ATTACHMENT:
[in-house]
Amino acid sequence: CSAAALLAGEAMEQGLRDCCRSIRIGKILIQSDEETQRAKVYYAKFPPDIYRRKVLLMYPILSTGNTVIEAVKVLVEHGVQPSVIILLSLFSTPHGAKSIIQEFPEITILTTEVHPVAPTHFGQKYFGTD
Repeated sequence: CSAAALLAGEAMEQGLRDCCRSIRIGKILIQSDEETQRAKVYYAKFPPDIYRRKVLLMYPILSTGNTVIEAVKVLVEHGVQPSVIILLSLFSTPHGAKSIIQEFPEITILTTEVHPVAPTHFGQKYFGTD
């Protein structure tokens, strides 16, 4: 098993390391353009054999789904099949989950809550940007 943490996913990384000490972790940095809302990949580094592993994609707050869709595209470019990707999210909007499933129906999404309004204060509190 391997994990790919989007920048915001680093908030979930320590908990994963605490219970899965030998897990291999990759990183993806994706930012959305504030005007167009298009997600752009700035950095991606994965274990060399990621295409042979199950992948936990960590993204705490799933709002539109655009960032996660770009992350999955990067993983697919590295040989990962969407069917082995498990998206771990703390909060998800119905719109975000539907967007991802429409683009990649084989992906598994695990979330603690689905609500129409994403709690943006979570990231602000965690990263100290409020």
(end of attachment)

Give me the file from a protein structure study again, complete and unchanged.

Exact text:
[in-house]
Amino acid sequence: CSAAALLAGEAMEQGLRDCCRSIRIGKILIQSDEETQRAKVYYAKFPPDIYRRKVLLMYPILSTGNTVIEAVKVLVEHGVQPSVIILLSLFSTPHGAKSIIQEFPEITILTTEVHPVAPTHFGQKYFGTD
Repeated sequence: CSAAALLAGEAMEQGLRDCCRSIRIGKILIQSDEETQRAKVYYAKFPPDIYRRKVLLMYPILSTGNTVIEAVKVLVEHGVQPSVIILLSLFSTPHGAKSIIQEFPEITILTTEVHPVAPTHFGQKYFGTD
């Protein structure tokens, strides 16, 4: 098993390391353009054999789904099949989950809550940007 943490996913990384000490972790940095809302990949580094592993994609707050869709595209470019990707999210909007499933129906999404309004204060509190 391997994990790919989007920048915001680093908030979930320590908990994963605490219970899965030998897990291999990759990183993806994706930012959305504030005007167009298009997600752009700035950095991606994965274990060399990621295409042979199950992948936990960590993204705490799933709002539109655009960032996660770009992350999955990067993983697919590295040989990962969407069917082995498990998206771990703390909060998800119905719109975000539907967007991802429409683009990649084989992906598994695990979330603690689905609500129409994403709690943006979570990231602000965690990263100290409020």